And that’s just the basics of general small talk. That’s just beginner’s stuff. What about all the crap that comes later, once you’ve managed to become friends with someone and actually establish some kind of relationship? Then comes the really tricky stuff – carefully cultivating that relationship, making sure that you make time for that person, learning how to deal with any conflict that arises with them.

Ugh, conflict. Oh, conflict. My old nemesis.

On Sunday, I watched my kid get into an argument with Duncan over who got to hold which car. It didn’t quite come to blows, but there were definitely angry words and hurt feelings involved. Then, miraculously, two minutes later they were firm friends again, discussing the various merits of blue race cars versus red race cars as if nothing at all had happened. Meanwhile, when I get into a fight with someone, I end up spending days, sometimes even weeks, treading and retreading the same mental ground over and over and over again. I I spend ages trying to figure out what I could have done differently, as if I’m ever going to be presented with the exact same set of circumstances at some point in the future. Worst of all, I need an incredibly amount of reassurance that yes, I am a still good, yes, I am still loved.

This last one has been killing me lately. I’ve realized that a huge part of it is because when you take up residence in anxiety-town, you lose any ability to trust your own senses. So you end up feeling like you have to sort of crowdsource your thoughts and feelings, constantly asking, “Is this okay? Is this a normal reaction? Am I right to respond this way or am I going overboard? Do you still love me? Is it okay for me to love myself?” And yes, sometimes this way of coping is super helpful, but sometimes it can be totally toxic as well. Even when all of your neurons are misfiring in exactly the right way to make you feel like you are a terrible person, it’s dangerous to think that someone else can give you an accurate read on what you’re doing or how you should feel about yourself. On top of that, you might not get the answer that you want, and at the end of the day constantly demanding feedback and reassurance can make you feel pretty pathetic.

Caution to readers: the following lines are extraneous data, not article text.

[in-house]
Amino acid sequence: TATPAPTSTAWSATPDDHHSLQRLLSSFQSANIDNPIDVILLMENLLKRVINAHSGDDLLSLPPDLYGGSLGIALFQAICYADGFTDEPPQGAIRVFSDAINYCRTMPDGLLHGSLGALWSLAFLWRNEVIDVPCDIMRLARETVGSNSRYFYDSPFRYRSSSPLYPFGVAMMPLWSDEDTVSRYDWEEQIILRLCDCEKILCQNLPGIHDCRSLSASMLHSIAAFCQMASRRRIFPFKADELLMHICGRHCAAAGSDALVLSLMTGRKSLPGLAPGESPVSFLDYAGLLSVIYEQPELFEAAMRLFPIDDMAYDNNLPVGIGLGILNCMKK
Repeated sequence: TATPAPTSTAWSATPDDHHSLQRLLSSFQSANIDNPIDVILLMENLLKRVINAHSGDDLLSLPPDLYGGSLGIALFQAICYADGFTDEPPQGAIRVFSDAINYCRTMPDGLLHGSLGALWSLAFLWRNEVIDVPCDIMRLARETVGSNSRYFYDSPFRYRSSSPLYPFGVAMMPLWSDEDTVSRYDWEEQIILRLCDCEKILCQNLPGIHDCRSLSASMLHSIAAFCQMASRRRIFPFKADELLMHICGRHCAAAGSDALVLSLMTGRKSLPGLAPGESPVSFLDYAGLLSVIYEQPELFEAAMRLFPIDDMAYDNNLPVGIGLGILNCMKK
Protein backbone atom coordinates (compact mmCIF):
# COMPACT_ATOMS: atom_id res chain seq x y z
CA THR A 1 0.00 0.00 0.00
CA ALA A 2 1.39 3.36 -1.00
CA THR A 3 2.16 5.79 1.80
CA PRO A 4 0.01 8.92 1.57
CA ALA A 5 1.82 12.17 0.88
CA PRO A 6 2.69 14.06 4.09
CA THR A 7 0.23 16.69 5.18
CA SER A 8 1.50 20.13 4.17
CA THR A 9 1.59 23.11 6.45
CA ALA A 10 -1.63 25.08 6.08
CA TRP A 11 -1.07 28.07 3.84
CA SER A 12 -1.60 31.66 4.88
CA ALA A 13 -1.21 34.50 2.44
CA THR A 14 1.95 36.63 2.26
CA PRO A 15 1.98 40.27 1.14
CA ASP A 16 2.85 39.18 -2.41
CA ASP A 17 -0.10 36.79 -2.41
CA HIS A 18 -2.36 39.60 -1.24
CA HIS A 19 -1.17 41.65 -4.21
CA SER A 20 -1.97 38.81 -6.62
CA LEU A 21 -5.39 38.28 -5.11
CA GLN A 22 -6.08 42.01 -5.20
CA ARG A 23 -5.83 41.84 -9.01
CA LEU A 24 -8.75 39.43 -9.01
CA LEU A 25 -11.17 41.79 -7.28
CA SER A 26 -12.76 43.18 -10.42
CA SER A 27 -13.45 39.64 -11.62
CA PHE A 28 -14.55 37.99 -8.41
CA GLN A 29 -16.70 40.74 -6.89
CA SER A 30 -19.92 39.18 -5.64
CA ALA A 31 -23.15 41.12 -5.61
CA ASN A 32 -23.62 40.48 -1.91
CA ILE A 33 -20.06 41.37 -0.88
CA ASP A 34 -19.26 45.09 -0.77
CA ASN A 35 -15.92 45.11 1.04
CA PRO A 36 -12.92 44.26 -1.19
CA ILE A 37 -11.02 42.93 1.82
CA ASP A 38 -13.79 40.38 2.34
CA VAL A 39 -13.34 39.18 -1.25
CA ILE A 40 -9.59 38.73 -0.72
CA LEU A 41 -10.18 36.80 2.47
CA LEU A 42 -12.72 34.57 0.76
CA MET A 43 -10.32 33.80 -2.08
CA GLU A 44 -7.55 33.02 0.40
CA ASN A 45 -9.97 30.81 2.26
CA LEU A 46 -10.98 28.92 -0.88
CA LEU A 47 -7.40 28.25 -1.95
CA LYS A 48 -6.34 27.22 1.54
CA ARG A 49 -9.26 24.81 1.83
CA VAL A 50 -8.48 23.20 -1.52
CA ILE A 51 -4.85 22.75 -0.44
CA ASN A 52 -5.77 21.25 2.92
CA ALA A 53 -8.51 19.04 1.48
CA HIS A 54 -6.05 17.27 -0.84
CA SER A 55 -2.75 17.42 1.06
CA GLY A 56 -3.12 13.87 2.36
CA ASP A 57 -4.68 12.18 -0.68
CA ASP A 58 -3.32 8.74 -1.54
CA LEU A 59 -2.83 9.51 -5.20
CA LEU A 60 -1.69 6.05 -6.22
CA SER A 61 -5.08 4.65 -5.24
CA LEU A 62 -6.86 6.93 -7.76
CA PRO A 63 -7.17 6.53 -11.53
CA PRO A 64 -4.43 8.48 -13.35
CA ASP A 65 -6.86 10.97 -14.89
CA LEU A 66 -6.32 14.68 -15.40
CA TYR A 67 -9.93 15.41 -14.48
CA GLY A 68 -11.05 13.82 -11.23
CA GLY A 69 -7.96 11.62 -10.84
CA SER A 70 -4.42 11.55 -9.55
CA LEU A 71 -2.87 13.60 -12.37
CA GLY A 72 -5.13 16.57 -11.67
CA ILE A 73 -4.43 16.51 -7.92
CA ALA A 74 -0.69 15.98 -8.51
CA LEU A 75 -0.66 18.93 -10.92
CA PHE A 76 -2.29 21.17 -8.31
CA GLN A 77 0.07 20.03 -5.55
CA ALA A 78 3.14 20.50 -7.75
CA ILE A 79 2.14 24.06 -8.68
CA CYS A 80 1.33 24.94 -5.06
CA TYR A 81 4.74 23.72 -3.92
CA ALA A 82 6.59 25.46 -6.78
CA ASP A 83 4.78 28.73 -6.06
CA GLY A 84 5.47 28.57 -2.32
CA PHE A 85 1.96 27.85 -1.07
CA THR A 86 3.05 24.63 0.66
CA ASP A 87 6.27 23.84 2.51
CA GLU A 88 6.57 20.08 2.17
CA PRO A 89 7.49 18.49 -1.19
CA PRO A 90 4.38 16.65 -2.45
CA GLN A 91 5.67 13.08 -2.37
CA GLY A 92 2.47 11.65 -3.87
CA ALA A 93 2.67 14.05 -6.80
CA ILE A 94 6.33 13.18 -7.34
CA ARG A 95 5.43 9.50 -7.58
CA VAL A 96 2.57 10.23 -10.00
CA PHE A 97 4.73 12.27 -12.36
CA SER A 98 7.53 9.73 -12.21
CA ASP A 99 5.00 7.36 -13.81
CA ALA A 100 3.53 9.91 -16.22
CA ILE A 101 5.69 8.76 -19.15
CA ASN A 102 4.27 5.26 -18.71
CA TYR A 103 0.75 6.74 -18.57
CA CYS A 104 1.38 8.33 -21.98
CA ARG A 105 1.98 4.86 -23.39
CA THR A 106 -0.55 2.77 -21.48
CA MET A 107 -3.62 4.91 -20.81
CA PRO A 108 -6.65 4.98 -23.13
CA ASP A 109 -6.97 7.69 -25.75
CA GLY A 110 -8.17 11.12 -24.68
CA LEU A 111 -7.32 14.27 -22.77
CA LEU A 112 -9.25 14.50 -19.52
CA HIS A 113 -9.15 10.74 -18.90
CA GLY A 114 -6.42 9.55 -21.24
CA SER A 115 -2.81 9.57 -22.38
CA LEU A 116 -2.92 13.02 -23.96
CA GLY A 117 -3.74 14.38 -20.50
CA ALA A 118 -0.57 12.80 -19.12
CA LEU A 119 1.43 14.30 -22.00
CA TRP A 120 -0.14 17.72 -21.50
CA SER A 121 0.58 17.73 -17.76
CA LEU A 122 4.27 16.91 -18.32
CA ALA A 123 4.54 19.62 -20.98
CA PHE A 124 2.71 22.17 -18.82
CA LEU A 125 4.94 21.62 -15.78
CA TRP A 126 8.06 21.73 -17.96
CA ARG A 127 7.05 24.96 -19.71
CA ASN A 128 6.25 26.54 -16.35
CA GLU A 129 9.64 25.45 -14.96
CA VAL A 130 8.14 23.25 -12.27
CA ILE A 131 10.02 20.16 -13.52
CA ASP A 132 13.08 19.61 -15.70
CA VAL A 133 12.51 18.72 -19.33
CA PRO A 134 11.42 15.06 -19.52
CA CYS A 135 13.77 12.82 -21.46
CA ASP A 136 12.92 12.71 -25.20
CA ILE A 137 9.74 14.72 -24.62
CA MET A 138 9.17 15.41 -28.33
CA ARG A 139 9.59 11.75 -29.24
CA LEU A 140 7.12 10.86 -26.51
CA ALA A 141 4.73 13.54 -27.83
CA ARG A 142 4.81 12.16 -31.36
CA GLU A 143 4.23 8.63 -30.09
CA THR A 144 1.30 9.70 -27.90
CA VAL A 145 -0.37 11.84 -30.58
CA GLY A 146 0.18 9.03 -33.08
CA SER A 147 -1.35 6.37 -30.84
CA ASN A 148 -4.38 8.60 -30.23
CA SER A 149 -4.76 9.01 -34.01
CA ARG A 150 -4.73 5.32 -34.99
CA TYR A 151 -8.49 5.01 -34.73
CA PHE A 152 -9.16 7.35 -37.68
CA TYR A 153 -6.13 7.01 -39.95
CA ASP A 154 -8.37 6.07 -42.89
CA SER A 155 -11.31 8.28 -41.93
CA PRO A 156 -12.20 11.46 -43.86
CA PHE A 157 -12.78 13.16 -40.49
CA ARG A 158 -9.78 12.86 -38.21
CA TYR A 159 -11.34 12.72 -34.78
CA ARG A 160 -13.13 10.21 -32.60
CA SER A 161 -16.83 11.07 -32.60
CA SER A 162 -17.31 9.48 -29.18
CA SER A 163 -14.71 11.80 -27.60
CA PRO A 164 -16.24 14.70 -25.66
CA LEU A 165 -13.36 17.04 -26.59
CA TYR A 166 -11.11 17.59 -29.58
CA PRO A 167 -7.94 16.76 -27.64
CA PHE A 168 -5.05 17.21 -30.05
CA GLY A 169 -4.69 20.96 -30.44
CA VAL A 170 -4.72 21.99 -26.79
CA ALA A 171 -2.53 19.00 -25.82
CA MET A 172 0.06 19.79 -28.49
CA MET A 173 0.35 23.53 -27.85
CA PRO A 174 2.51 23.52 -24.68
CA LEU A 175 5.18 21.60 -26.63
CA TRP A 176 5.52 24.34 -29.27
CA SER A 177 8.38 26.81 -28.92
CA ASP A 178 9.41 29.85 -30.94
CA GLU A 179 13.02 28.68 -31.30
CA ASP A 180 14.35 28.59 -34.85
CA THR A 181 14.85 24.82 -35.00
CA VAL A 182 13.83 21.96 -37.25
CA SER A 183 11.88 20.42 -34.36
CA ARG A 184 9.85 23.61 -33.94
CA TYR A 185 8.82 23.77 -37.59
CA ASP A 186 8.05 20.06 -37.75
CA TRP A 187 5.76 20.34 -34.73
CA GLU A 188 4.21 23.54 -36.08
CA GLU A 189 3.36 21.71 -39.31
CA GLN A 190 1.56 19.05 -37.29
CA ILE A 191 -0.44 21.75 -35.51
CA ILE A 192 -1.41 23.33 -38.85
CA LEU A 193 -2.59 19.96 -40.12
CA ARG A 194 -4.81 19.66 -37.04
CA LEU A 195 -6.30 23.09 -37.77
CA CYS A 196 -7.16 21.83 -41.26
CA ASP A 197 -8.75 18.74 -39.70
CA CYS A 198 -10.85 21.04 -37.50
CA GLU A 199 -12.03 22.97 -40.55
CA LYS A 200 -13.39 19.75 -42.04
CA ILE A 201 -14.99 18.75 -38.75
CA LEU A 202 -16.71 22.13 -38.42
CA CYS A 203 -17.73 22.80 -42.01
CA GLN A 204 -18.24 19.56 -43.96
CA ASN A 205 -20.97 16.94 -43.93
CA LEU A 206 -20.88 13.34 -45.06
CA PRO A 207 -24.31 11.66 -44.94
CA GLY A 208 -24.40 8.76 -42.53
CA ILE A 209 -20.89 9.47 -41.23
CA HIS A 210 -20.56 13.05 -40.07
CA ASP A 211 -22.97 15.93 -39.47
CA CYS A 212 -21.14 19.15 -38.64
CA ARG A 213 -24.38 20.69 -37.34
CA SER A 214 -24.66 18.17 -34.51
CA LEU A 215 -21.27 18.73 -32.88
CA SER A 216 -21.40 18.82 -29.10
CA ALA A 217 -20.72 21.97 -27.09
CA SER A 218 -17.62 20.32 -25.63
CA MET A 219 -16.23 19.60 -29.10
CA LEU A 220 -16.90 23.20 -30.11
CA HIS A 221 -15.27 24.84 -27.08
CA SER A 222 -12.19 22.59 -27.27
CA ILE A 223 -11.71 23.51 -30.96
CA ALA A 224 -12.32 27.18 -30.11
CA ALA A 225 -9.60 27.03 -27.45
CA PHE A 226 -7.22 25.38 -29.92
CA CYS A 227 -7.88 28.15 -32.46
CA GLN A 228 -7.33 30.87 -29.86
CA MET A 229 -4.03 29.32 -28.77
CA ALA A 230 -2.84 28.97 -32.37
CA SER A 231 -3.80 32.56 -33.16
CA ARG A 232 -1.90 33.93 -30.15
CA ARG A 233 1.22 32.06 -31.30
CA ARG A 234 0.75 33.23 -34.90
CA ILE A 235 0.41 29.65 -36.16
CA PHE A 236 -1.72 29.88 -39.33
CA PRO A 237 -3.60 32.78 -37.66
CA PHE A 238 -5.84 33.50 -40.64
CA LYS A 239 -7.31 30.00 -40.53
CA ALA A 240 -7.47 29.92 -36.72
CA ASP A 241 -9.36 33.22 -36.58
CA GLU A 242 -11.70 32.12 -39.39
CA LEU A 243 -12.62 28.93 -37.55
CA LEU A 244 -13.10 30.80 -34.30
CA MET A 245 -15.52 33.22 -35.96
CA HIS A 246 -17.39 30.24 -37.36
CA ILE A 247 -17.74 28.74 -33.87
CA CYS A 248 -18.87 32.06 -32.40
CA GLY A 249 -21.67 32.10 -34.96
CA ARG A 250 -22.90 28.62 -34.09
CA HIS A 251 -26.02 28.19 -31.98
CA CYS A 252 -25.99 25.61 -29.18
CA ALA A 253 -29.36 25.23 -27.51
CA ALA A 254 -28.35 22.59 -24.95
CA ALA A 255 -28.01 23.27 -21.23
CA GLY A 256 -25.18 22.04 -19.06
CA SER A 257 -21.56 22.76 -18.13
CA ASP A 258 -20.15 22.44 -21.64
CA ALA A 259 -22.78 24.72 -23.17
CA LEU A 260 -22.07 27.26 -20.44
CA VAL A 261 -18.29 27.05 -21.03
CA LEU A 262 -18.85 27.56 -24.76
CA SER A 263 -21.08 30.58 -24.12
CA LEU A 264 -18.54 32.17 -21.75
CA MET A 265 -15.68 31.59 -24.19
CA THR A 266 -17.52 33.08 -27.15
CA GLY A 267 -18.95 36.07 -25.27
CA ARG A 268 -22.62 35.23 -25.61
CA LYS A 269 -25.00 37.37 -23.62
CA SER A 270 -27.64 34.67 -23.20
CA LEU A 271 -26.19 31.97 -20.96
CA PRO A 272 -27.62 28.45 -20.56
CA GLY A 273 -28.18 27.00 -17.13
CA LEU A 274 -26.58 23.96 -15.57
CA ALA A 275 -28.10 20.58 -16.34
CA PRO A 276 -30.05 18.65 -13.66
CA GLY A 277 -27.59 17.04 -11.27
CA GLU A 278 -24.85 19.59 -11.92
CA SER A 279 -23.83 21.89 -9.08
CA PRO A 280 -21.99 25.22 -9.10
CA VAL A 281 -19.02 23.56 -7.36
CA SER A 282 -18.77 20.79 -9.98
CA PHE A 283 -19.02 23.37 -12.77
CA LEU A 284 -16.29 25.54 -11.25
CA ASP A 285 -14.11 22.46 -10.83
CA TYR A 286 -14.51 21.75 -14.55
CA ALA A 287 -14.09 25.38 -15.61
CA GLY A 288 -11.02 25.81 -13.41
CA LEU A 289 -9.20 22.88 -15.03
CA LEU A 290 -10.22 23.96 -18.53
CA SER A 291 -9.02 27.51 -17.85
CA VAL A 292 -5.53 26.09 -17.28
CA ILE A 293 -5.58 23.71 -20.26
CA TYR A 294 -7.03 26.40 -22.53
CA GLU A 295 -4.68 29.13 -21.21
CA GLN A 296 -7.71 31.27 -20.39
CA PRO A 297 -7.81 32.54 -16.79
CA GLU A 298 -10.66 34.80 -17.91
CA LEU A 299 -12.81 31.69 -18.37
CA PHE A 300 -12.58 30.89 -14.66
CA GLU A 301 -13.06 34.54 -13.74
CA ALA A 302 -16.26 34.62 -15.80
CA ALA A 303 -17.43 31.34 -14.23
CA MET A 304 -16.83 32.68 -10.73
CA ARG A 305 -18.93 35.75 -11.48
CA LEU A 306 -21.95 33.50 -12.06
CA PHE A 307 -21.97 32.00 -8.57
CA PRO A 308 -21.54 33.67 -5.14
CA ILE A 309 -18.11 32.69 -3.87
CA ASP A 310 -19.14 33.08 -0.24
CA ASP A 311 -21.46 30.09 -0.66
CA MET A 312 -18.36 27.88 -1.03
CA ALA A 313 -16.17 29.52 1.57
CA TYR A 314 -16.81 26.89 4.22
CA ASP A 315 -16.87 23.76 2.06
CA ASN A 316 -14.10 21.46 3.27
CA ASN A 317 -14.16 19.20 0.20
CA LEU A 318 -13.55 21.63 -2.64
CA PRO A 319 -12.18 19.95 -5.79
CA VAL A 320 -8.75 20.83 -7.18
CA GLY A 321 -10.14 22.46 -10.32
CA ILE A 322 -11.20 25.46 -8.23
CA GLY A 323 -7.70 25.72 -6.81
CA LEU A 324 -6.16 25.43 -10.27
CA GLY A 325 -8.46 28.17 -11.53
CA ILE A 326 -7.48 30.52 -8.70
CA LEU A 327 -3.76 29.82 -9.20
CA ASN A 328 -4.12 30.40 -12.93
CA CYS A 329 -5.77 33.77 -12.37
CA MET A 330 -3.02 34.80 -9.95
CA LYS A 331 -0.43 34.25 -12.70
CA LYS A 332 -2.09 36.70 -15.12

So what’s the answer? I’m not sure, to be honest. Lately I’ve been making a lot of checklists for myself (for whatever reason I find list-making to be very soothing). After a couple of days of trying to unsnarl this mess in my head that I call my brain, I now have a bunch of easily-accessible documents that I can refer to whenever I start to doubt any given situation. These lists are full of reminders about all of the empirical evidence that I have that yes, people do love me, and yes, there is value in the things that I say and do. I’ve also made lists that help me to remember that conflict isn’t the end of the world (even if it sometimes feels that way), and that it’s totally possible to have a horrible fight with someone and then move past it and maybe not exactly forget that it ever happened but also not let it be what defines your relationship from that moment forward.

All of this is to say: I really want to be the kid who one minute is screaming about how it’s my fucking turn to hold the red car, and then the next minute is fine. I want to be the kid who jumps right in without a single thought. I want to be that goddamn kid who runs around waving a stick and screaming without first having to google how and why I should do this so as to prevent myself from looking like an idiot.

Because that kid? That kid seems really fucking rad.

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On Self-Loathing

27 May

I hate myself.

I say those three words in conjunction with each other on a fairly regular basis. Most of the time, I’m joking – if I’ve screwed up while trying to do something easy, for example, I’ll roll my eyes, laugh and say oh God, I hate myself. Sometimes I say it in a half-kidding, half-serious way, like if I’m really frustrated with a situation that I feel is somehow my fault. Sometimes, though, I really, really mean it. Oh fuck do I ever mean it.